Written by Kellie Snow, Research Data Librarian
Why ‘open data’?
The concept of ‘open data’ has attracted increased attention in recent years as part of the wider open research movement. Many funders and publishers now have policies around data sharing, meaning often researchers must comply in order to receive grant funding and publish papers. Yet an emphasis on compliance often muddies the original meaning of open data, and in some cases creates a reactive, rather than proactive culture towards making data widely available. So why should research data be made open, apart from to satisfy these requirements?
Firstly, there is the more immediate argument that research data is the evidence for claims made in articles. Therefore, if researchers are going to be open and accountable for the work they do (especially if they are publicly funded), that evidence should also be available so it can be scrutinised in the same way as the article itself.
But there is a second broader, perhaps more aspirational reason; making research data open means a worldwide audience, beyond the researcher’s own group, institution and potentially even discipline, can also see the data and make use of it. It has the potential to increase citations, foster collaborations, and enable unforeseen applications of research data. The notion of reuse and waste reduction isn’t confined to environmental issues – openly sharing and reusing data also reduces needless duplication of research and in turn saves effort and money. As a global community we can instead drive knowledge forward and move ever closer to answering those research questions so key to our societies and our planet.
Making data FAIR
That’s all very admirable in theory, but what are the practicalities of making data open? How do we know that others will understand it correctly, or that they will use it in an appropriate manner? The FAIR data principles, published in 2016, go some way to addressing these concerns by promoting research data that is Findable, Accessible, Interoperable, and Reusable. Or, to explain more fully, data that is made available to others should be:
- Findable – rich in metadata and documentation with a persistent identifier (such as a DOI) so it is discoverable.
- Accessible – retrievable through a trustworthy data repository/archive/centre and understandable to humans and machines. Metadata should always be available even if the data is not.
- Interoperable – with metadata that uses formal and shared languages. Open file formats should be used wherever possible.
- Reusable – clear usage licences and accurate information on provenance.
This set of guiding principles is extremely valuable in pushing an agenda for data that is not only openly available with clear usage guidelines, but actually understandable to others. If data becomes FAIR then it will in turn be available for all as anyone anywhere can potentially access, understand and use the data.
Consent is key
When discussing open data there is always a caveat that not all data can be made openly available. In some instances, there are good reasons why data cannot be shared more widely. These include commercial restrictions, protection of human participants or plant and animal species, or for national security. Here is where research data deviates from the open access path that academic papers can more easily follow. The phrase “as open as possible as closed as necessary” is increasingly being used to describe how data restrictions should be approached. Whilst we can appreciate the instances where data sharing of any kind is not possible, there is a sliding scale between fully open and fully closed where valuable research data can still be made available to some degree, if it is handled correctly.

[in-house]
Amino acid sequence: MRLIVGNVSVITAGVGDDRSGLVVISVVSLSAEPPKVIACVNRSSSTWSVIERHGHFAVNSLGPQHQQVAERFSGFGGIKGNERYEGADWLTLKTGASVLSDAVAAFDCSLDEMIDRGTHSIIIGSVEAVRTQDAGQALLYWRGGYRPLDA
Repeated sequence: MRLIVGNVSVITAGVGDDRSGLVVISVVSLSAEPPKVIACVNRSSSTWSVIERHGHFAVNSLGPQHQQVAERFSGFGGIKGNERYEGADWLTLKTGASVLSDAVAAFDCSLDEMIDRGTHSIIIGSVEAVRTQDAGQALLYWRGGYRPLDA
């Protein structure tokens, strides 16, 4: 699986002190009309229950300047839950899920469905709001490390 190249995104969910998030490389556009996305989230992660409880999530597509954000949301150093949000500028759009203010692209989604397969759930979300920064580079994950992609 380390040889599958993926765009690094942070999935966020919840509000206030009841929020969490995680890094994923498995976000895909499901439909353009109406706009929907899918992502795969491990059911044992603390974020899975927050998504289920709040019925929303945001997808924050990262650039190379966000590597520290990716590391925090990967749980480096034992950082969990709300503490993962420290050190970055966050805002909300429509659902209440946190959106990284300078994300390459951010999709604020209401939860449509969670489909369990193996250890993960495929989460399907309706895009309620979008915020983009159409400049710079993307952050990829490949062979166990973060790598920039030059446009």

First and foremost, for any data concerning participants, consent is key. Making individuals aware at the outset that their data may be shared and used by others means anonymised data can often be made available once it has been suitably prepared. For datasets where sensitive information cannot be fully removed, options of restricted access, often via a data repository, mean access for bona fide researchers is still possible. This might not be fully “open”, but it is a lot more accessible to those who could meaningfully do something with the data than simply discounting it as unfit for sharing.
Open data at Cardiff University
Here at Cardiff University we are working to support researchers in openly sharing data and encouraging a culture of open research throughout the institution. Our Open Research Task and Finish Group are working on a series of recommendations to embed open research activities at school and college levels, and to improve training and guidance around several areas including open data. EPSRC researchers can already publish metadata records and provide access to datasets through our CRIS, and an institutional research data repository is planned for next year. The data repository will allow University researchers to openly publish FAIR datasets whilst applying access controls for more sensitive data. It is hoped these developments will provide researchers with the facilities and support needed to effectively share their data with the world, encouraging collaboration, research integrity, and the progression of knowledge.
Open data for the future
So, data sharing is now expected in many circumstances, but to be truly open we need to think carefully about how and where this is done. Data stored on a USB stick and available through the creator is a world away from correctly prepared, documented, licenced datasets, deposited in an archive with cit-able persistent identifiers. If we adopt some of the principles outlined in this blog, then there is the possibility to make open data sharing a valuable exercise for everyone. Embrace the true meaning of open data and one day the world might just thank you for it.